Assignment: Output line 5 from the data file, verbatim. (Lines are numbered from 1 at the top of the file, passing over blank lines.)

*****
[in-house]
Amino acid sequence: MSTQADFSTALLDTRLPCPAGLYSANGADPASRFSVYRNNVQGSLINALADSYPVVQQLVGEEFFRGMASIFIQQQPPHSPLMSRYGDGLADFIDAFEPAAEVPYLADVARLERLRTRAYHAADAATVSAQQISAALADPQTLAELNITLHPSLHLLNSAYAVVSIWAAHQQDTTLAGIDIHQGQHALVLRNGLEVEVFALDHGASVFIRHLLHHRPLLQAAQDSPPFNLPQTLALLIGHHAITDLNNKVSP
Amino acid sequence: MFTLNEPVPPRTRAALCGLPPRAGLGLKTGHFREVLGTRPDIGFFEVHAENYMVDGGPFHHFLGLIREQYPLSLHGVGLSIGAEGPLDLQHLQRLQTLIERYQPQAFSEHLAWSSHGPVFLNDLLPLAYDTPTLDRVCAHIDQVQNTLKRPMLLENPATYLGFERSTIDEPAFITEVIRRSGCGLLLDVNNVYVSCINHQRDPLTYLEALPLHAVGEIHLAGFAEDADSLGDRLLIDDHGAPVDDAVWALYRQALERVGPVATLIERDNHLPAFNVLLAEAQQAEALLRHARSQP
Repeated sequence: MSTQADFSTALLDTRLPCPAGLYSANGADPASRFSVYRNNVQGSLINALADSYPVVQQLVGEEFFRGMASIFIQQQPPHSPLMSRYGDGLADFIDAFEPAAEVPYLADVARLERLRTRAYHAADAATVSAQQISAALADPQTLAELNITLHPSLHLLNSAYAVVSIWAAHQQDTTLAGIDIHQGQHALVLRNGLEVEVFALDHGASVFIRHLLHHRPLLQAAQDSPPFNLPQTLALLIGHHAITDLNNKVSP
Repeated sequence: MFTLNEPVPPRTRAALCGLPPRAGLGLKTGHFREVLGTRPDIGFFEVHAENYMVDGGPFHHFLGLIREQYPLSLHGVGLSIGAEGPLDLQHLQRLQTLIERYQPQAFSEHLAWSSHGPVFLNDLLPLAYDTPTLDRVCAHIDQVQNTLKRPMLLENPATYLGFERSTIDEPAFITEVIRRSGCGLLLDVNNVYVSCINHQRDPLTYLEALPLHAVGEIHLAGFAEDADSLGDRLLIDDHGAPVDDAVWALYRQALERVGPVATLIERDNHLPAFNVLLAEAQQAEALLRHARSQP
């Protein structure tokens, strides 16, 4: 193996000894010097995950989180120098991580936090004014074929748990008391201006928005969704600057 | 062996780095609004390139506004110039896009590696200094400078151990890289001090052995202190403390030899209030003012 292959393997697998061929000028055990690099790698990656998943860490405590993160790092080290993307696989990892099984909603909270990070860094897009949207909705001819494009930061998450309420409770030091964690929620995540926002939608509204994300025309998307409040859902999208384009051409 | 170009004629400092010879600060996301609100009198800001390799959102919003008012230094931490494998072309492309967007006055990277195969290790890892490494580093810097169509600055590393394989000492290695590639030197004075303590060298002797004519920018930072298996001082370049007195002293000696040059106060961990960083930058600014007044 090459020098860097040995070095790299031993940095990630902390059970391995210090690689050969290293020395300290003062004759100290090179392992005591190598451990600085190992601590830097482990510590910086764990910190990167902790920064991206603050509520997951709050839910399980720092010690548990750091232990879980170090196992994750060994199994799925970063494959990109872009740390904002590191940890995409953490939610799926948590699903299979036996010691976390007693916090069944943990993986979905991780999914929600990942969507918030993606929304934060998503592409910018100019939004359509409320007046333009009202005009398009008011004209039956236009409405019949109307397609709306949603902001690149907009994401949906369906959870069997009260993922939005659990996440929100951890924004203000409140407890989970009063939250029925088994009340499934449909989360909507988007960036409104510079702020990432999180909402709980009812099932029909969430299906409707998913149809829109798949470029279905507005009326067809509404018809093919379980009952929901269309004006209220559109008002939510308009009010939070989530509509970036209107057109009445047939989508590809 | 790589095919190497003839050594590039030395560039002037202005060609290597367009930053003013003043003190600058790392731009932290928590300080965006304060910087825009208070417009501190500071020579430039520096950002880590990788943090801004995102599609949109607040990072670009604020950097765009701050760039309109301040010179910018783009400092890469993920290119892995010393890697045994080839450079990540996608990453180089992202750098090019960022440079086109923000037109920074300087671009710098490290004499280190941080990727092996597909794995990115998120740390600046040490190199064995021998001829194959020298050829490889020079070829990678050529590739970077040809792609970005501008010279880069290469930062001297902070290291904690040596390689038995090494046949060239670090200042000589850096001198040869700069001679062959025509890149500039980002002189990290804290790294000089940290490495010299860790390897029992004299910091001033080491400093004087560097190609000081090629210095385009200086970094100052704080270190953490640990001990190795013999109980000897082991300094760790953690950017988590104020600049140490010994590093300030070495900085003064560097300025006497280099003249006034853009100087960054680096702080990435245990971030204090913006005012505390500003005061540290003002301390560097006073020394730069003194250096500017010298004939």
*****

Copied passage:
Repeated sequence: MFTLNEPVPPRTRAALCGLPPRAGLGLKTGHFREVLGTRPDIGFFEVHAENYMVDGGPFHHFLGLIREQYPLSLHGVGLSIGAEGPLDLQHLQRLQTLIERYQPQAFSEHLAWSSHGPVFLNDLLPLAYDTPTLDRVCAHIDQVQNTLKRPMLLENPATYLGFERSTIDEPAFITEVIRRSGCGLLLDVNNVYVSCINHQRDPLTYLEALPLHAVGEIHLAGFAEDADSLGDRLLIDDHGAPVDDAVWALYRQALERVGPVATLIERDNHLPAFNVLLAEAQQAEALLRHARSQP